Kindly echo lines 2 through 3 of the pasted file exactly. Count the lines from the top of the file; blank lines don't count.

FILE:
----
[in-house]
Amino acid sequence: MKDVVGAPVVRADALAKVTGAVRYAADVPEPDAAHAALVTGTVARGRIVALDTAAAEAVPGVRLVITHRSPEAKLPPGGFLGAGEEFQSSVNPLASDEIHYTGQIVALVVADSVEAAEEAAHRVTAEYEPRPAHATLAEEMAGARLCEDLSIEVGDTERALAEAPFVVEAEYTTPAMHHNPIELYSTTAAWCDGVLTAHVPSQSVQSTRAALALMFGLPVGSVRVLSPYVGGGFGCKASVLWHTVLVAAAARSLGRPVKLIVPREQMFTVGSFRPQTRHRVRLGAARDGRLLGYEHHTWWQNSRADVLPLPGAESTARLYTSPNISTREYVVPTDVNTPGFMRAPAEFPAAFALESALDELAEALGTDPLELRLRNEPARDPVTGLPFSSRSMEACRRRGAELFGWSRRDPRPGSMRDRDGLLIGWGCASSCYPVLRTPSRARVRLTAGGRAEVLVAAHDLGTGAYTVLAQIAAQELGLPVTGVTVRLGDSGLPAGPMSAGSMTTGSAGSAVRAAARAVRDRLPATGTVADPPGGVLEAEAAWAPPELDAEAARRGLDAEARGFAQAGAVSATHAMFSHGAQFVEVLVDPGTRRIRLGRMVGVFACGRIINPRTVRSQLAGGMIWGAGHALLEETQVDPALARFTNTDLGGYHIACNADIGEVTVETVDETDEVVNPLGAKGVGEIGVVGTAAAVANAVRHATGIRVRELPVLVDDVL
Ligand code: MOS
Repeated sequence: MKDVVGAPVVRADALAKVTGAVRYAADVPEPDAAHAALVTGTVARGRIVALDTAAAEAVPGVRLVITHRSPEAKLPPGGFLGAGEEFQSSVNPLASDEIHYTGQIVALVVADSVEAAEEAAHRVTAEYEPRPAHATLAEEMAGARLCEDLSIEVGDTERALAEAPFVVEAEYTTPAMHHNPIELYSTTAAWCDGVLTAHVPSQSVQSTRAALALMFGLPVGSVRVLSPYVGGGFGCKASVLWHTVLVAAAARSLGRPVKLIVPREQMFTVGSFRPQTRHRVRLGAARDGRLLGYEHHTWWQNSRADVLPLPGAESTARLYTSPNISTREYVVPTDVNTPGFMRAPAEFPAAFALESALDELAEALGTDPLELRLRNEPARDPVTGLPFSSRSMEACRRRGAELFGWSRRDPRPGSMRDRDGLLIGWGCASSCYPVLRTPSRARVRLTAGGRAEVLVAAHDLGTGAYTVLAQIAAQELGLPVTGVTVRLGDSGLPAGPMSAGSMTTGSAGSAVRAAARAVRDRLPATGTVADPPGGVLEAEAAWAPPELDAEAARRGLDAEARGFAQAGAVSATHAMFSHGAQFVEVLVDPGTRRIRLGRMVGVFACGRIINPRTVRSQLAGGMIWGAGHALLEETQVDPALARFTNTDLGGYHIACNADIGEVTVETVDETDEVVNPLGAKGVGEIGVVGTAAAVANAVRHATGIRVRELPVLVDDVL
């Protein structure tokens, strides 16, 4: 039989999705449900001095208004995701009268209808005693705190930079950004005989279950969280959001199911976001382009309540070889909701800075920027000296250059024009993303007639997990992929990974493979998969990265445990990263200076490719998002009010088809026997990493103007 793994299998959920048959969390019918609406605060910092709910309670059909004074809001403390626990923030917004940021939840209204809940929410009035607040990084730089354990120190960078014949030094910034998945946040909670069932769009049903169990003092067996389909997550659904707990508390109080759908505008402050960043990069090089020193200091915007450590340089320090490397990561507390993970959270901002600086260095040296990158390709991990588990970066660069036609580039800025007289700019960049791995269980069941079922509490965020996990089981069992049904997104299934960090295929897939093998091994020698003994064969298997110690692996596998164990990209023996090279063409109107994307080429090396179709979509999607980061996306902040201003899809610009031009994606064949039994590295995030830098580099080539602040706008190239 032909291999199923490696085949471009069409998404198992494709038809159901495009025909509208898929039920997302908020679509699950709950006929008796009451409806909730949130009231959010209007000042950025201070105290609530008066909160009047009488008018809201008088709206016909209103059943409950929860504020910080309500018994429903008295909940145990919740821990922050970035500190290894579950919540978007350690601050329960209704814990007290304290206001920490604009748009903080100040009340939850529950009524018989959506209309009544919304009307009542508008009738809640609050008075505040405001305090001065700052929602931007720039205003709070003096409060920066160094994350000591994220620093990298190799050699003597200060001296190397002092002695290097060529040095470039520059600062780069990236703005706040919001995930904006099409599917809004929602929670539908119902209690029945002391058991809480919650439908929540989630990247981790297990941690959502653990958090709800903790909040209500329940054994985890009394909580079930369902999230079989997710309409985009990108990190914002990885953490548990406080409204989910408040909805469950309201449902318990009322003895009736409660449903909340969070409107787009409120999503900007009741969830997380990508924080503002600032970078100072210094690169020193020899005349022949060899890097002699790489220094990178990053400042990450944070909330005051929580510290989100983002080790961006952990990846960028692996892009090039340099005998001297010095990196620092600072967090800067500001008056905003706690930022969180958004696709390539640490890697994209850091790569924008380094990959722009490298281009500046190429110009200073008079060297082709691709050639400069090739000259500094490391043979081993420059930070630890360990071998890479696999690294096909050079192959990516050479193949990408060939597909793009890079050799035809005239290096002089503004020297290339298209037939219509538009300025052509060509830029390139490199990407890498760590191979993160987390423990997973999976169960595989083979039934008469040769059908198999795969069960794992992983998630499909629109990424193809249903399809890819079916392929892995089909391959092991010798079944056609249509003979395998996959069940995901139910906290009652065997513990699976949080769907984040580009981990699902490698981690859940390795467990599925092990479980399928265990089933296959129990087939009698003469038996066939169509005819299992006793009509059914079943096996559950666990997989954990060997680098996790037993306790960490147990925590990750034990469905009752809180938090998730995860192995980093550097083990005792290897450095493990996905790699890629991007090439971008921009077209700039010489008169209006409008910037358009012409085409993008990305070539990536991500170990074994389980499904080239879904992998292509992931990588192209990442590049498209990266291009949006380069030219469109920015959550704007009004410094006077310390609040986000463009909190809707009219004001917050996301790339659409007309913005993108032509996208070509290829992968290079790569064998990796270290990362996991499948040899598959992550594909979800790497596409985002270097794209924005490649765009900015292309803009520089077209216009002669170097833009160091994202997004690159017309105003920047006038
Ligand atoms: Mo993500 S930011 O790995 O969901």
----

Amino acid sequence: MKDVVGAPVVRADALAKVTGAVRYAADVPEPDAAHAALVTGTVARGRIVALDTAAAEAVPGVRLVITHRSPEAKLPPGGFLGAGEEFQSSVNPLASDEIHYTGQIVALVVADSVEAAEEAAHRVTAEYEPRPAHATLAEEMAGARLCEDLSIEVGDTERALAEAPFVVEAEYTTPAMHHNPIELYSTTAAWCDGVLTAHVPSQSVQSTRAALALMFGLPVGSVRVLSPYVGGGFGCKASVLWHTVLVAAAARSLGRPVKLIVPREQMFTVGSFRPQTRHRVRLGAARDGRLLGYEHHTWWQNSRADVLPLPGAESTARLYTSPNISTREYVVPTDVNTPGFMRAPAEFPAAFALESALDELAEALGTDPLELRLRNEPARDPVTGLPFSSRSMEACRRRGAELFGWSRRDPRPGSMRDRDGLLIGWGCASSCYPVLRTPSRARVRLTAGGRAEVLVAAHDLGTGAYTVLAQIAAQELGLPVTGVTVRLGDSGLPAGPMSAGSMTTGSAGSAVRAAARAVRDRLPATGTVADPPGGVLEAEAAWAPPELDAEAARRGLDAEARGFAQAGAVSATHAMFSHGAQFVEVLVDPGTRRIRLGRMVGVFACGRIINPRTVRSQLAGGMIWGAGHALLEETQVDPALARFTNTDLGGYHIACNADIGEVTVETVDETDEVVNPLGAKGVGEIGVVGTAAAVANAVRHATGIRVRELPVLVDDVL
Ligand code: MOS